Wall St. edges lower after September US nonfarm payrolls miss

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Wall St. edges lower after September US nonfarm payrolls miss

On Friday, all three key indices of Wall St. had wrapped up the session lower, as US Labour Department’s closely monitored employment report had revealed that the US economy had created 194,000 jobs last month compared to an analysts’ forecast of 500,000 positions, adding strains on investors’ optimism that the latest US nonfarm payrolls miss might stem a change of heart in US Federal Reserve policymakers, who were reportedly seeking a tapering of fiscal support for the economy as early as by November this year alongside a rate-hike by mid- to late-2022.

Nevertheless, soaring commodity prices had charged the bulls in benchmark S&P 500, but had botched to outweigh a steep faltering in growth stocks with real estate and utilities bearing the heaviest brunt, wrapping up the day down by 1.1 per cent and 0.7 per cent respectively.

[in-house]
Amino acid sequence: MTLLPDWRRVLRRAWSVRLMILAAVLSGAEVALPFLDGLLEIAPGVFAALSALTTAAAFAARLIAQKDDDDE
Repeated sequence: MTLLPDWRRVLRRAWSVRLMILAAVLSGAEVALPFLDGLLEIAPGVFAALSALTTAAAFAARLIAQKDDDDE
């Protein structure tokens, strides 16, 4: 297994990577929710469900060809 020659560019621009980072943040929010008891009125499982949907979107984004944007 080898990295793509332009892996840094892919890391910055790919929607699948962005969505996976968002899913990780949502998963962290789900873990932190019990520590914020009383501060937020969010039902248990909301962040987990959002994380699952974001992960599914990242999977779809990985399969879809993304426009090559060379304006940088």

Nonetheless, if truth is to be spoken, all three key indices of Wall Street were trading in an ambivalent tenure before release of September non-farm payrolls data, which eventually had yielded a late-afternoon sell-off wave.

However, a swathe of silver linings in US nonfarm payrolls data including a sharp depreciation in layoffs and unemployment rate alongside an increase in US hourly wages and working hours amid a steep shortage of available workers, had pared some of the losses.

Wall St. ends lower as Sept. nonfarm payrolls miss estimates

Citing statistics, in the day’s Wall St. round-off, trade-sensitive Dow edged 0.03 per cent lower to 34,746.25 and benchmark S&P 500 shed 0.19 per cent to 4,391.35, while tech-heavy Nasdaq was nudged as much as 0.51 per cent lower to 14,579.54.

Meanwhile, addressing to the impacts of latest employment data on US Fed’s stratagem to taper its fiscal support by November, a Managing Director at BK Asset Management in New York, Kathy Lien, said, “I think that the Federal Reserve made it very clear that they don’t need a blockbuster jobs report to taper in November. I think the Fed remains on track”.